George Floyd protesters set Minneapolis police station afire

MINNEAPOLIS (AP) — Cheering protesters torched a Minneapolis police station Thursday that the department was forced to abandon as three days of violent protests spread to nearby St. Paul and angry demonstrations flared across the U.S over the death of George Floyd, a handcuffed black man who...

ENTERTAINMENT

Winfrey, Pitt part of Grammys special for essential workers

NEW YORK (AP) — The Grammys is putting together an event featuring Brad Pitt, Oprah Winfrey, Herbie Hancock and Harry Connick, Jr. to honor essential workers across America.The Recording Academy, which puts on the Grammy Awards annually, announced Thursday that the two-hour special,...

In a NY state of mind, Guetta readies virus relief concert

NEW YORK (AP) — When hundreds of artists started singing from their living rooms when the coronavirus pandemic hit, Grammy-winning DJ-producer David Guetta still wanted to perform in front of a live audience.So the hitmaker set up shop in front of a 205-foot pool at the Icon Brickell in...

Fox's Sean Hannity emerges as critic of Minneapolis police

NEW YORK (AP) — Fox News Channel's Sean Hannity has emerged as an unexpected critic of the Minneapolis police for their actions in the Memorial Day death of George Floyd.Hannity spent more than 15 minutes on his Fox show Wednesday replaying video of a Minneapolis officer who knelt on the...

U.S. & WORLD NEWS

Punching through turmoil: Pro boxer helps medical staff cope

PARIS (AP) — Hassan N’Dam, former middleweight boxing champion of the world, wanted to repay the...

Communion ritual unchanged in Orthodox Church despite virus

ATHENS, Greece (AP) — One by one, the children and adults line up for the centuries-old ritual of Holy...

Masks on Leatherneck Square: Virus changes Marine training

PARRIS ISLAND, S.C. (AP) — The booming shouts of the rain-soaked Marine recruits echo across Leatherneck...

Australian court rules queen's letters can be made public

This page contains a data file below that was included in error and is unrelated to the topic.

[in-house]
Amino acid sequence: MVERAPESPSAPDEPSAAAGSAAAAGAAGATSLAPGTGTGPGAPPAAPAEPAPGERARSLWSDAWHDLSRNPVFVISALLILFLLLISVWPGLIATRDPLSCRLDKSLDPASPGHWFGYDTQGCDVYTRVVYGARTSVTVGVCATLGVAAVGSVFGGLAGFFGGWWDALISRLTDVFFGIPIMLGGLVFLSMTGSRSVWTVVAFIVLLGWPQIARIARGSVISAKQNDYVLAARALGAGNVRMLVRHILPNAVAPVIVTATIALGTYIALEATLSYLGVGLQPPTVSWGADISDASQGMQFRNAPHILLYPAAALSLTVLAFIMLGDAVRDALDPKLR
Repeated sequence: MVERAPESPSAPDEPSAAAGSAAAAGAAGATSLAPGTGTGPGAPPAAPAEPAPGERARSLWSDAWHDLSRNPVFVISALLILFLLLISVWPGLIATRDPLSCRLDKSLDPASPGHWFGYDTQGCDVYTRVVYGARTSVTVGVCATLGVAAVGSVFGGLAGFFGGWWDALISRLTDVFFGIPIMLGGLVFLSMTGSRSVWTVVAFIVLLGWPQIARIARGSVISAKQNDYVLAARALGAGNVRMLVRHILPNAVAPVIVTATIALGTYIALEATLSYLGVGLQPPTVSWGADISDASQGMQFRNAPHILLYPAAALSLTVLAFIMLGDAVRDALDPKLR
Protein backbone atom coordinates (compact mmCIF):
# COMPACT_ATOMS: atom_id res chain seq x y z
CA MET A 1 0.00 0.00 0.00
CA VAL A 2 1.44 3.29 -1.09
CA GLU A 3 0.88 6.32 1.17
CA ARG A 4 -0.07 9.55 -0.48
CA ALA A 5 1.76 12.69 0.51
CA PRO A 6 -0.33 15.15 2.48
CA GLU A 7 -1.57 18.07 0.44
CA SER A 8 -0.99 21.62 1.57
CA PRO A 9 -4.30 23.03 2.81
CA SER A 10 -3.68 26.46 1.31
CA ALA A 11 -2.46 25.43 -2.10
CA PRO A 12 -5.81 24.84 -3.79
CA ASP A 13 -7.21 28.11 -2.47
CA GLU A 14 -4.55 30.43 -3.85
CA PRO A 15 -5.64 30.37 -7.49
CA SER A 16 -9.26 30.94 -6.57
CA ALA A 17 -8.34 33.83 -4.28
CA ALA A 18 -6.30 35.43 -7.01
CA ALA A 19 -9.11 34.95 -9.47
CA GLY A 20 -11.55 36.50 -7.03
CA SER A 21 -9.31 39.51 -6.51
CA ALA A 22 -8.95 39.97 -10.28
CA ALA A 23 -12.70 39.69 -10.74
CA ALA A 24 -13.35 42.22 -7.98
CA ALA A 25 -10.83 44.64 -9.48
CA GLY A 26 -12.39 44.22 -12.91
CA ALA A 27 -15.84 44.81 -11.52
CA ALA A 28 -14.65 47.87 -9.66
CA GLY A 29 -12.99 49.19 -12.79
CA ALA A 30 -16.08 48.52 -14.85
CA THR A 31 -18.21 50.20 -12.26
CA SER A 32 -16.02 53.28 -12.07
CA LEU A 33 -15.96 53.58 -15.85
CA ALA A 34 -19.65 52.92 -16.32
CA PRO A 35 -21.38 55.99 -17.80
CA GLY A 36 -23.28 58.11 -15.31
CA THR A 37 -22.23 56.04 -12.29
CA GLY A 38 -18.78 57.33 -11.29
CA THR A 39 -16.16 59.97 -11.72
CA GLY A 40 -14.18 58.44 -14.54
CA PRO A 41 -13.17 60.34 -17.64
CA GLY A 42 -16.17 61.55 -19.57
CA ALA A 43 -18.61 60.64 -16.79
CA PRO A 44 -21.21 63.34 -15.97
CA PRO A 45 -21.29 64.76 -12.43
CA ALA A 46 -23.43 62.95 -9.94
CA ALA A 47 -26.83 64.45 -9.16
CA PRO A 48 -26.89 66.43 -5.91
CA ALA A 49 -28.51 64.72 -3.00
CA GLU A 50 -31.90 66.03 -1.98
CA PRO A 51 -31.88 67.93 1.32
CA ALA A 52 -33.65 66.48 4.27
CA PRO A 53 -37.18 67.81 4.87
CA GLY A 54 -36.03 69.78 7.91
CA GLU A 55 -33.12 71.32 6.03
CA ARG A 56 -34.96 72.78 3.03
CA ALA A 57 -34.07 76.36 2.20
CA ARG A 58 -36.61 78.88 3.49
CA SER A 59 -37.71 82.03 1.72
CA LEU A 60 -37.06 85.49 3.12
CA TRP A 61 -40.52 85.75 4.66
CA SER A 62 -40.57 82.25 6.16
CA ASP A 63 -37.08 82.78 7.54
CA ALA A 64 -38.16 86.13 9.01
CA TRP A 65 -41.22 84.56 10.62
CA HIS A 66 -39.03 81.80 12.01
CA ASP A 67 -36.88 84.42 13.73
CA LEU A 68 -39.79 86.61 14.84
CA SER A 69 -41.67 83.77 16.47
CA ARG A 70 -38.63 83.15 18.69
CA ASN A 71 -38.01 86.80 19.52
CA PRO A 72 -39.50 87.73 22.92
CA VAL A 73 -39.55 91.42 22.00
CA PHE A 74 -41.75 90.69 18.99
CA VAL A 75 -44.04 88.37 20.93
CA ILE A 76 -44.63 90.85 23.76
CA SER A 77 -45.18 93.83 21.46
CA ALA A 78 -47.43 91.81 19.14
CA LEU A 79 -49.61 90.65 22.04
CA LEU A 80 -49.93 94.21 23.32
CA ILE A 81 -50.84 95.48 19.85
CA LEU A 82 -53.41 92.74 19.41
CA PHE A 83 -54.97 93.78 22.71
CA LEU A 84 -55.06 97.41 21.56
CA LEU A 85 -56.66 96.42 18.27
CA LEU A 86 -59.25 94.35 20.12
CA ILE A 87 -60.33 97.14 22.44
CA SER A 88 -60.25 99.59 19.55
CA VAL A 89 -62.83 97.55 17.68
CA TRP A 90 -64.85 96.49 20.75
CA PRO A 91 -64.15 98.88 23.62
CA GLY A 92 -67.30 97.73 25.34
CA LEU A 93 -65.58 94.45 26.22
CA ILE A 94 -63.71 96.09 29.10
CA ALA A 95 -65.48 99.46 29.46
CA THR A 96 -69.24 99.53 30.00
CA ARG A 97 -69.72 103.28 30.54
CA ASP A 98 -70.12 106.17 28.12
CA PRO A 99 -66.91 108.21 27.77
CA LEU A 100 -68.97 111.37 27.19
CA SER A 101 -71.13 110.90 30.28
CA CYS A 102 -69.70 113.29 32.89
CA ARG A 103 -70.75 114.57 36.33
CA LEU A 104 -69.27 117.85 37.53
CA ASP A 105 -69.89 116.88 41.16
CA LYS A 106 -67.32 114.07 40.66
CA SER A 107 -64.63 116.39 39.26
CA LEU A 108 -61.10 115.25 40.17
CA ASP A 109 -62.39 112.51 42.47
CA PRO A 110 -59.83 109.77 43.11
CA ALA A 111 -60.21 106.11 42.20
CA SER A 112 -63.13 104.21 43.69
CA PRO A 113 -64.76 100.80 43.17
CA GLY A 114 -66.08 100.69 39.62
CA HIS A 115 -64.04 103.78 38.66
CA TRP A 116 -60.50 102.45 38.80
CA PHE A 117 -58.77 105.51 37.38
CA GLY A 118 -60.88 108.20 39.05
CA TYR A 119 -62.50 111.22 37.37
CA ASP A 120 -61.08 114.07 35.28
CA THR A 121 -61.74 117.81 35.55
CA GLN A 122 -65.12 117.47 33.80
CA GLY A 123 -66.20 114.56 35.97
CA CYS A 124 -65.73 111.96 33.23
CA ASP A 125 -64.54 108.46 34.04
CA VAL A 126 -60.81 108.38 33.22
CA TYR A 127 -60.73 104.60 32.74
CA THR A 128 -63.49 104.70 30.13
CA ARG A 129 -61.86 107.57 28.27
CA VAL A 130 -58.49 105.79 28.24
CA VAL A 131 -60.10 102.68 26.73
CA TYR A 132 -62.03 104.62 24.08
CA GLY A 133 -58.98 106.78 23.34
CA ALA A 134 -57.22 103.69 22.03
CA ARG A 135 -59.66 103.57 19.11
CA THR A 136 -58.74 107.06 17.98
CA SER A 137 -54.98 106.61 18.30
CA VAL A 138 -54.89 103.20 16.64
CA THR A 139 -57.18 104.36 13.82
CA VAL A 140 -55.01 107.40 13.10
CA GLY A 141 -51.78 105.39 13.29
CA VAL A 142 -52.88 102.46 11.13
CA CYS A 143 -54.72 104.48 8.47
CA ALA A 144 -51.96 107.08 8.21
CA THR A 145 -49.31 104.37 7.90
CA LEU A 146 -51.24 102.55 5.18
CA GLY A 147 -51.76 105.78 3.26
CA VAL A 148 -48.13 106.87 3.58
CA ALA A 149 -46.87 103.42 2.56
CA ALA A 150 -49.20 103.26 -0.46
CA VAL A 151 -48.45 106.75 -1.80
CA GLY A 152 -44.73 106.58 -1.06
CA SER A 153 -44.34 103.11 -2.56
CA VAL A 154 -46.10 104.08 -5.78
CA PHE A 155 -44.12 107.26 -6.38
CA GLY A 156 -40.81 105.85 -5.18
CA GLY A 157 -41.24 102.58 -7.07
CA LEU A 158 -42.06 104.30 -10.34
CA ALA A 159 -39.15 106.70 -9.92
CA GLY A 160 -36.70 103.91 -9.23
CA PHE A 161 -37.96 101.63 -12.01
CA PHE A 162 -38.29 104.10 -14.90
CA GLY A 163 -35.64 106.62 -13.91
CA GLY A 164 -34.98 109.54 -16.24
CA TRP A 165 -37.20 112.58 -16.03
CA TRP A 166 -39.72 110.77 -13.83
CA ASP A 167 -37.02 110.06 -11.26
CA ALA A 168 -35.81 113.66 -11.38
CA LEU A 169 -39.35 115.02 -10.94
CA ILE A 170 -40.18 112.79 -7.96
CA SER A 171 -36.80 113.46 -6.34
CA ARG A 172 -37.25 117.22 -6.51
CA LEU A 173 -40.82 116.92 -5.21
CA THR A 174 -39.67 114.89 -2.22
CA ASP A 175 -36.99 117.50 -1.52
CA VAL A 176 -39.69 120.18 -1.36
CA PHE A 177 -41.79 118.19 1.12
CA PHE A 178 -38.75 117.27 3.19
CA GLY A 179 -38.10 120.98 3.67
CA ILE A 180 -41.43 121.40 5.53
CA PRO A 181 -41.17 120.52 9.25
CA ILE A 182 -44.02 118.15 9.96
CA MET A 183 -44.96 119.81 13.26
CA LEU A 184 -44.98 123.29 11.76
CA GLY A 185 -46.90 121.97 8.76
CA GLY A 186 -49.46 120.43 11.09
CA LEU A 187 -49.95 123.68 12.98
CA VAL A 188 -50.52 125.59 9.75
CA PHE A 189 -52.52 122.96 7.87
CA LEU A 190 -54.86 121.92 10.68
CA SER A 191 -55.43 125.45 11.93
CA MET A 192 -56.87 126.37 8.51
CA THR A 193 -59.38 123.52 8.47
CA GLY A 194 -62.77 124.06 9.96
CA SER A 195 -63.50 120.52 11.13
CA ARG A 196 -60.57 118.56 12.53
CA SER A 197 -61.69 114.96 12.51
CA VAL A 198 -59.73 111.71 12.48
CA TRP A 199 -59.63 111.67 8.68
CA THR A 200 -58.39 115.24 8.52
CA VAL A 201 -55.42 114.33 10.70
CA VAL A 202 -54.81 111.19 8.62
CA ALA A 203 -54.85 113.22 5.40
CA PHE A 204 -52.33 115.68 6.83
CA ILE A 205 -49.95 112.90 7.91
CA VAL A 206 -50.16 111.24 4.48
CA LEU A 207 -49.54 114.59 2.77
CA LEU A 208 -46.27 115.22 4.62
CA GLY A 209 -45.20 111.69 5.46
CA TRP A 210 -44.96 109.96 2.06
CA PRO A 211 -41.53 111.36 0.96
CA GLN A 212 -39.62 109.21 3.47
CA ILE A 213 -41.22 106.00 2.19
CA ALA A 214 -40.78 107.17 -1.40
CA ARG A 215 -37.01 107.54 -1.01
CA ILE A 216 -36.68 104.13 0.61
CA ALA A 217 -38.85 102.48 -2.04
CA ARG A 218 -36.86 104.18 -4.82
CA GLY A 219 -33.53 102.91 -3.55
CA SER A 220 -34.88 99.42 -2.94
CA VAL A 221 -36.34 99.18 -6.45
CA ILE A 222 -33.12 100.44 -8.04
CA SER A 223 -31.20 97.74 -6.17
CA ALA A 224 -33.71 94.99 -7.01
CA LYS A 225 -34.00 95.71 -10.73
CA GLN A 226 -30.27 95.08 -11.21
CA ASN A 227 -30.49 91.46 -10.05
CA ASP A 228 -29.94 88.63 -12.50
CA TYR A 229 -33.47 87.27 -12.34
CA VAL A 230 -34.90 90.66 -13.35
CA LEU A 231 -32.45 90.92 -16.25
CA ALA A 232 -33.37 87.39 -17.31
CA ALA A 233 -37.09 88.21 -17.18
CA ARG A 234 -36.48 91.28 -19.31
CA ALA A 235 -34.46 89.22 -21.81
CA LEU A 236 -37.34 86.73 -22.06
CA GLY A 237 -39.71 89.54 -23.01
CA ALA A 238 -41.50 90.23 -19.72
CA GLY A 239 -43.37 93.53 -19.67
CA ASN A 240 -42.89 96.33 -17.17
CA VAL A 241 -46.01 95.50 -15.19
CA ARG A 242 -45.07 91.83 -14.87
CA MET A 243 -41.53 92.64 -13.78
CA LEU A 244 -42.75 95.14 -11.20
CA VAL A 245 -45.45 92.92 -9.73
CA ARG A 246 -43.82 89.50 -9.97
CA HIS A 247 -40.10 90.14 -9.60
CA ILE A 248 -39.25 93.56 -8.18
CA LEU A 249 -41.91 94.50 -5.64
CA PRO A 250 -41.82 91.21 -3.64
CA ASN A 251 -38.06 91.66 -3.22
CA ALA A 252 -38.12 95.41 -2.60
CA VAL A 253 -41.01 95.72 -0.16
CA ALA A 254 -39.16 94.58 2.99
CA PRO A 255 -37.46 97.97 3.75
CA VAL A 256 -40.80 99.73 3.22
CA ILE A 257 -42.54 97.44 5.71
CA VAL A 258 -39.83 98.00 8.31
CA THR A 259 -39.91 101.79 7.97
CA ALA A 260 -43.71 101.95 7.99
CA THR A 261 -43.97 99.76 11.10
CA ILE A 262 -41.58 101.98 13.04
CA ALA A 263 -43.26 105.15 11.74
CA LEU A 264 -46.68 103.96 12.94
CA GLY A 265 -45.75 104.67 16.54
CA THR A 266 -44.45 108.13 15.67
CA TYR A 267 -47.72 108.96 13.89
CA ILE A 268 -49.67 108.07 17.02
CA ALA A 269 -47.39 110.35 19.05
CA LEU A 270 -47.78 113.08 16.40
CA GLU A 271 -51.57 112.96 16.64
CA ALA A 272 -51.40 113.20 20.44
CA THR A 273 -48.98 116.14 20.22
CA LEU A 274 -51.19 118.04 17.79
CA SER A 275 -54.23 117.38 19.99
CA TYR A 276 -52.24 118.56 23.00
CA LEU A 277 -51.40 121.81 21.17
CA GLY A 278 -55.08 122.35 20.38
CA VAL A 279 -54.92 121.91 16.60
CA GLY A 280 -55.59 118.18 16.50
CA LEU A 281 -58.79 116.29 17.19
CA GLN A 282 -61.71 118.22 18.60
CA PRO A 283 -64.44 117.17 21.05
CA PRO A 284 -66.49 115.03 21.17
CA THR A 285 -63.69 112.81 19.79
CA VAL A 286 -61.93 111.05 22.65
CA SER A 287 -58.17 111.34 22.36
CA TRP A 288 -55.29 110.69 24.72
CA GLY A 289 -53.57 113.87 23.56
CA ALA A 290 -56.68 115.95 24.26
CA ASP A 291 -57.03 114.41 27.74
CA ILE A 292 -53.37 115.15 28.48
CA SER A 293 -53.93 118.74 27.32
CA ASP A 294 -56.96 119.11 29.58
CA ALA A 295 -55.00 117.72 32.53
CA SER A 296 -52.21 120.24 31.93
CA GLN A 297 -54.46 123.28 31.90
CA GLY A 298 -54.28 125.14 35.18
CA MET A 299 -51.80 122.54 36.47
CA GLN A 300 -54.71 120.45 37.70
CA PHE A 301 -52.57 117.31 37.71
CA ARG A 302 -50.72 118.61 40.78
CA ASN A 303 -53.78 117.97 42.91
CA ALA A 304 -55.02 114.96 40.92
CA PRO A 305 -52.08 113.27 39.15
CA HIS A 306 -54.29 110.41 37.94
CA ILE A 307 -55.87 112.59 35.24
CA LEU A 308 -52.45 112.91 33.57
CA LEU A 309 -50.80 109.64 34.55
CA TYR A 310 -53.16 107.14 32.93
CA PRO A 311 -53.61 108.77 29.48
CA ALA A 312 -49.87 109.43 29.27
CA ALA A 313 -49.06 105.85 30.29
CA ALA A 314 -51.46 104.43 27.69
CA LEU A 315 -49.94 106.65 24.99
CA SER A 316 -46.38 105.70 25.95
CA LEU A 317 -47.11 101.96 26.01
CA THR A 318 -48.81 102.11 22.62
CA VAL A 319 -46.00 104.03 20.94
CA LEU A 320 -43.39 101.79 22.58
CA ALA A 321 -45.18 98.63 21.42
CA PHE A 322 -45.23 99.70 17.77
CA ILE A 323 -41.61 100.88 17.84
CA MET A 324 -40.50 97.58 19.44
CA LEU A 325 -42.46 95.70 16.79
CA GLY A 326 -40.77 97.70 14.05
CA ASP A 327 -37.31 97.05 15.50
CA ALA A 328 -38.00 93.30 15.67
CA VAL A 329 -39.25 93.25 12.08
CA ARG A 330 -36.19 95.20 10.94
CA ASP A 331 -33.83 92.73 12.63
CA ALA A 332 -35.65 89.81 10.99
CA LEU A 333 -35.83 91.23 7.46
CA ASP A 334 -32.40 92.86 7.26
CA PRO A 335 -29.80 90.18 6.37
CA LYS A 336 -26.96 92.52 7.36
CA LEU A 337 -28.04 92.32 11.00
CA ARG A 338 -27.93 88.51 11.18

CANBERRA, Australia (AP) — Australia’s highest court ruled on Friday to make public letters between...

No Eiffel, Mona Lisa or Versailles: Iconic sites stay closed

LE PECQ, France (AP) — Hold that smile, Mona Lisa. The Eiffel Tower and the Palace of Versailles will...

AP Explains: What's behind latest India-China border tension

NEW DELHI (AP) — Tensions along the China-India border high in the Himalayas have flared again in recent...

McMenamins
Rob Capriccioso Indian Country

White HouseIn June 2012 the U.S. Supreme Court ruled in Salazar v. Ramah Navajo Chapter that the federal government must pay for the full contract support costs (CSC) incurred by tribes while providing healthcare and other governmental services for their tribal citizens through Indian Self-Determination Act contract agreements.

In opposition to that ruling, the White House shared with Congress late this summer a continuing resolution budget proposal that would allow the federal government to forgo paying millions of dollars worth of CSC to tribes.

The proposal authorizes the Indian Health Service (IHS) and the Bureau of Indian Affairs (BIA) to limit how much each tribe would be paid for CSC. Tribes would be left to pay for any CSC funding not appropriated by Congress.

Tribal leaders who have reviewed the plan say it amounts to a tribe-by-tribe federal cap on CSC funding that would wipe out tribal legal claims and put tribes in the difficult position of being required to spend money to administer contract support programs without providing them the funding to do so.

Forty-five tribes and tribal organizations sent a letter September 3 to congressional members of the Subcommittee on Interior, Environment, and Related Agencies, asking them to eliminate the administration's request from their pending appropriations bill.

"If this language is enacted, once again Indian tribes would be the only government contractors in the Nation whom the United States could cheat with impunity," the tribal leaders wrote. "Worse yet, the Administration developed this plan in secret, without any consultation with the tribes and without any consultation with the authorizing committees."